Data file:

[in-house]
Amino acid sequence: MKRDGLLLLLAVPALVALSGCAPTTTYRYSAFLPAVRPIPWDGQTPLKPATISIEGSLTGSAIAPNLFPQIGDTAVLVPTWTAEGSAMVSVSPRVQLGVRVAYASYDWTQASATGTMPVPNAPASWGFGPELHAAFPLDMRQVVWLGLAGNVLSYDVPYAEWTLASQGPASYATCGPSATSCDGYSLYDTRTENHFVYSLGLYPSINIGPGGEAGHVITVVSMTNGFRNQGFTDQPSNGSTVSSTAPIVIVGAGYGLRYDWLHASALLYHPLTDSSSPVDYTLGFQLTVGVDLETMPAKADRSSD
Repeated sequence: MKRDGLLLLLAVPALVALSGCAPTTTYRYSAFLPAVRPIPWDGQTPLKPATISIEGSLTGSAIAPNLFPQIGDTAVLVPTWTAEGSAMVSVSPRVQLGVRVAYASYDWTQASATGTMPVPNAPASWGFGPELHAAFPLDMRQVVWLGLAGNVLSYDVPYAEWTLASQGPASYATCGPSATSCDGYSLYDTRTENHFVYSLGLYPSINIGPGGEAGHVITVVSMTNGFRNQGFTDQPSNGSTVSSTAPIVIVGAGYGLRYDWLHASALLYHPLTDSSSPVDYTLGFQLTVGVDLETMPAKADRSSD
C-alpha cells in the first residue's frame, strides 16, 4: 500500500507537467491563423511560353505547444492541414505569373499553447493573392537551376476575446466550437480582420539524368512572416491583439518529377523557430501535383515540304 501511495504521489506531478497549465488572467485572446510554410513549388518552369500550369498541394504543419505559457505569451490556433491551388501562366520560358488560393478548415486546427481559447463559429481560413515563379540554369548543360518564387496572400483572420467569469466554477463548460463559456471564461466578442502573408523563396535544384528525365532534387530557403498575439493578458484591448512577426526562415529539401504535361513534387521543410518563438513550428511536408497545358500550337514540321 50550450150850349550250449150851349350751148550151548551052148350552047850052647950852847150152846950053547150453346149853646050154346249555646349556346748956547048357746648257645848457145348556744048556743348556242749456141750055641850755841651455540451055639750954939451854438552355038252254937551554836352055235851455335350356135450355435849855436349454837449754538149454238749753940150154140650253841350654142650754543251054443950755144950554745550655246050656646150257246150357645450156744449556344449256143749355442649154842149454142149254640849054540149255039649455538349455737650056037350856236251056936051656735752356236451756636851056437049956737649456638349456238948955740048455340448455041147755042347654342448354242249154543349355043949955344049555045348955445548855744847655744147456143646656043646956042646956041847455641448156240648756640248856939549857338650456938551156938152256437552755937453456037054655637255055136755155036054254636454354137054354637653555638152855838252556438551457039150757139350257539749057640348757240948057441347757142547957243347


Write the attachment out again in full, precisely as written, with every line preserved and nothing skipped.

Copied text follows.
[in-house]
Amino acid sequence: MKRDGLLLLLAVPALVALSGCAPTTTYRYSAFLPAVRPIPWDGQTPLKPATISIEGSLTGSAIAPNLFPQIGDTAVLVPTWTAEGSAMVSVSPRVQLGVRVAYASYDWTQASATGTMPVPNAPASWGFGPELHAAFPLDMRQVVWLGLAGNVLSYDVPYAEWTLASQGPASYATCGPSATSCDGYSLYDTRTENHFVYSLGLYPSINIGPGGEAGHVITVVSMTNGFRNQGFTDQPSNGSTVSSTAPIVIVGAGYGLRYDWLHASALLYHPLTDSSSPVDYTLGFQLTVGVDLETMPAKADRSSD
Repeated sequence: MKRDGLLLLLAVPALVALSGCAPTTTYRYSAFLPAVRPIPWDGQTPLKPATISIEGSLTGSAIAPNLFPQIGDTAVLVPTWTAEGSAMVSVSPRVQLGVRVAYASYDWTQASATGTMPVPNAPASWGFGPELHAAFPLDMRQVVWLGLAGNVLSYDVPYAEWTLASQGPASYATCGPSATSCDGYSLYDTRTENHFVYSLGLYPSINIGPGGEAGHVITVVSMTNGFRNQGFTDQPSNGSTVSSTAPIVIVGAGYGLRYDWLHASALLYHPLTDSSSPVDYTLGFQLTVGVDLETMPAKADRSSD
C-alpha cells in the first residue's frame, strides 16, 4: 500500500507537467491563423511560353505547444492541414505569373499553447493573392537551376476575446466550437480582420539524368512572416491583439518529377523557430501535383515540304 501511495504521489506531478497549465488572467485572446510554410513549388518552369500550369498541394504543419505559457505569451490556433491551388501562366520560358488560393478548415486546427481559447463559429481560413515563379540554369548543360518564387496572400483572420467569469466554477463548460463559456471564461466578442502573408523563396535544384528525365532534387530557403498575439493578458484591448512577426526562415529539401504535361513534387521543410518563438513550428511536408497545358500550337514540321 50550450150850349550250449150851349350751148550151548551052148350552047850052647950852847150152846950053547150453346149853646050154346249555646349556346748956547048357746648257645848457145348556744048556743348556242749456141750055641850755841651455540451055639750954939451854438552355038252254937551554836352055235851455335350356135450355435849855436349454837449754538149454238749753940150154140650253841350654142650754543251054443950755144950554745550655246050656646150257246150357645450156744449556344449256143749355442649154842149454142149254640849054540149255039649455538349455737650056037350856236251056936051656735752356236451756636851056437049956737649456638349456238948955740048455340448455041147755042347654342448354242249154543349355043949955344049555045348955445548855744847655744147456143646656043646956042646956041847455641448156240648756640248856939549857338650456938551156938152256437552755937453456037054655637255055136755155036054254636454354137054354637653555638152855838252556438551457039150757139350257539749057640348757240948057441347757142547957243347